With mental health being high on the agenda in the workplace environment and in view of it being World Mental Health Day on 10 October, I thought it might be useful to include a blog post about this important topic. Previously I’ve shared helpful and unhelpful words or language to use in support of someone struggling with their mental health and here I look to focus on some other relevant areas.
Let’s start by looking at ‘What is Mental Health?’ It’s the emotional and mental state of someone and affects how they think, feel and behave. With good mental health people can generally function well across all domains of life including socially, family, life, relationships, friendships, work and towards themselves. Poor mental health on the other hand affects someone’s ability to enjoy life and often results in feelings of unhappiness. People aren’t able to function so well across all areas and it usually impacts also on how they view or care for themselves.
In the U.K. 1 in 4 people will haven diagnosis of some form of mental health disorder within their lifetime and current statistics from Mind, the U.K. based mental health charity indicate that as many as 1 in 6 workers are currently dealing with stress, anxiety or depression in the workplace. It’s a concern for sure and not a topic to treat lightly.
Despite it being a topic talked about widely, including corporate campaigns, mental health awareness days and weeks, heightened awareness by mental health charities and a key focus across social media, there seems still a stigma attached to mental health; some form of invisible mark setting it aside from other things.
This stigma unfortunately can create feelings of guilt, shame, fear, inferiority, failure, being judged and just not being good enough by the person affected. In addition to the feelings already connected to poor mental health this doesn’t bode well.
This stigma can also prevent or delay people from supporting those suffering from poor mental health. Strong emotions and unusual behaviours often cause immediate distress in most people and associated unhelpful and unsupportive reactions result. These often include confusion and fear, judgement, frustration and anger and misguided compassion. Obviously these don’t help either.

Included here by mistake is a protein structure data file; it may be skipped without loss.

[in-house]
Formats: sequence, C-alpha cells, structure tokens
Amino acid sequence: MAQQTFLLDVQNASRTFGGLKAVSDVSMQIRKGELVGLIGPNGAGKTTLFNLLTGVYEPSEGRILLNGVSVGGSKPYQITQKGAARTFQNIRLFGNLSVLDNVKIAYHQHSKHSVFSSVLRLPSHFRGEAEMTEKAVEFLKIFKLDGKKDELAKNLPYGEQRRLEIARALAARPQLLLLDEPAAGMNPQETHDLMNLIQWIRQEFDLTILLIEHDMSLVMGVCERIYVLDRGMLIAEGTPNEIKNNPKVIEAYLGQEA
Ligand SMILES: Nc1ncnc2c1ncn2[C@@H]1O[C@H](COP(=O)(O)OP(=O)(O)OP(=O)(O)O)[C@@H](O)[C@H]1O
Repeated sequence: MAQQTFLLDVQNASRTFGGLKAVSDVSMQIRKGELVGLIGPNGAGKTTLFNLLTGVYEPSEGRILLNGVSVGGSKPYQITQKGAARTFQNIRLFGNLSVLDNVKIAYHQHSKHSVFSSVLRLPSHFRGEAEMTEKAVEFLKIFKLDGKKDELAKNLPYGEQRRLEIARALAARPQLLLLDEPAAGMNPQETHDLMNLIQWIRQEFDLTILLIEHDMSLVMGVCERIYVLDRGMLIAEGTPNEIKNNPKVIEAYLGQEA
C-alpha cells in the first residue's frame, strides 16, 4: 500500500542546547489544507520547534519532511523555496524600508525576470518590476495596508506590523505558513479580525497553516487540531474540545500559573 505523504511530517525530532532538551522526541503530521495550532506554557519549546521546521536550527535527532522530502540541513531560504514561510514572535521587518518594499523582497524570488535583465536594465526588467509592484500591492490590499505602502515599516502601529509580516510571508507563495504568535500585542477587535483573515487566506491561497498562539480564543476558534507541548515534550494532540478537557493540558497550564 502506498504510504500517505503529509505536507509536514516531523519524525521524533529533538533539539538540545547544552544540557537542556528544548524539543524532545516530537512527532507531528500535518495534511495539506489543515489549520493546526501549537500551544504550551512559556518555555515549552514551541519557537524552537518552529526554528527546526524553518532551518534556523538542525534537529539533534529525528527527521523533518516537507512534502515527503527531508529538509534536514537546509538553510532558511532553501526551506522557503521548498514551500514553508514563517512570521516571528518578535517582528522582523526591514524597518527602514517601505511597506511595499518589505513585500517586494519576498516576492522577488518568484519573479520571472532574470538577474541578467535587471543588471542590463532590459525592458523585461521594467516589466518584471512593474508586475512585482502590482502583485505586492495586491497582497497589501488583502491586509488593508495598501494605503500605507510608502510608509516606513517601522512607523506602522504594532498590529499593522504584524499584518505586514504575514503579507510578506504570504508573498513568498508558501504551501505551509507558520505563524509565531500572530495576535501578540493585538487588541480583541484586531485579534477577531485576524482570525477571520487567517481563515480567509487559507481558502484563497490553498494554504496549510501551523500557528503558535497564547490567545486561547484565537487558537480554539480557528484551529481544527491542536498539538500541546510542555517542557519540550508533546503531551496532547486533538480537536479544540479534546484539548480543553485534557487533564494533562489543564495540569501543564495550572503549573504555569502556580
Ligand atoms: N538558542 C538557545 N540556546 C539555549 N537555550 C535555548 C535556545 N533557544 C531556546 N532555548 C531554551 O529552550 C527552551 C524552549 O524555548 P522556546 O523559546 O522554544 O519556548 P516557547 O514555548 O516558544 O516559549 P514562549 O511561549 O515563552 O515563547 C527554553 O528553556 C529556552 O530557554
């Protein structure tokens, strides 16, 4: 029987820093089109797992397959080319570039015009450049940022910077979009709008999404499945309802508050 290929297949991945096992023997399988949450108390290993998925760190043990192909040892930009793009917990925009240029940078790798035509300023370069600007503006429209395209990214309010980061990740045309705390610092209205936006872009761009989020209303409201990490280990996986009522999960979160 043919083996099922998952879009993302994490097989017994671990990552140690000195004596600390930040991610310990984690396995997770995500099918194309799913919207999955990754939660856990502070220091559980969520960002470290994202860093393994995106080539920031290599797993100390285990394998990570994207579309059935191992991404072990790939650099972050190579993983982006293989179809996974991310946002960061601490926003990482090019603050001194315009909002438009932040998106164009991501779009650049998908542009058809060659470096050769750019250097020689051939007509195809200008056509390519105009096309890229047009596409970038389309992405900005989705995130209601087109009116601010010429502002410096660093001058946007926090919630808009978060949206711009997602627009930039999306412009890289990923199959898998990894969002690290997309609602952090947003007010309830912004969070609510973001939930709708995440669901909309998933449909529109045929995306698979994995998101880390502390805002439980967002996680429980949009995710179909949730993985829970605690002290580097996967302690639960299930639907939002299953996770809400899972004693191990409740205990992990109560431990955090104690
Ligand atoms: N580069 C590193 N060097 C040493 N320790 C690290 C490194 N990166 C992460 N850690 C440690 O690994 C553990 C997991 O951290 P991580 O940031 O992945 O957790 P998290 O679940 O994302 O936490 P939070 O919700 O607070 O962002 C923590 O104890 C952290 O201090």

Empathy and appropriate compassion, a listening ear, a relevant question, common sense, putting the other person first with considerations of what words or language might be helpful are often just what’s needed. No other special skills!
If you are a people manger, you know your people best. If you’re concerned about a colleague’s wellbeing, ask them how they are. Give them time to share and ensure that you create an open environment to speak up.
I think this little Pooh bear tale has a lot to give:
“Today was a Difficult Day,” said Pooh.
There was a pause.
“Do you want to talk about it?” asked Piglet.
“No,” said Pooh after a bit. “No, I don’t think I do.”
“That’s okay,” said Piglet, and he came and sat beside his friend.
“What are you doing?” asked Pooh.
“Nothing, really,” said Piglet. “Only, I know what Difficult Days are like. I quite often don’t feel like talking about it on my Difficult Days either.
“But goodness,” continued Piglet, “Difficult Days are so much easier when you know you’ve got someone there for you. And I’ll always be here for you, Pooh.”
And as Pooh sat there, working through in his head his Difficult Day, while the solid, reliable Piglet sat next to him quietly, swinging his little legs…he thought that his best friend had never been more right.
Let’s bring mental health into the open. Let’s be open to talking about it. Or supporting someone with it.
Time, attention and non judgement are key starting points. Just being there too. Finding the right professional support is often a positive step for everyone concerned. Speak to a GP, find a counsellor or therapist, talk to a life coach, Or just your best friend.
Let’s turn the stigma into support and recovery.
Contact me if you feel you could do with some help.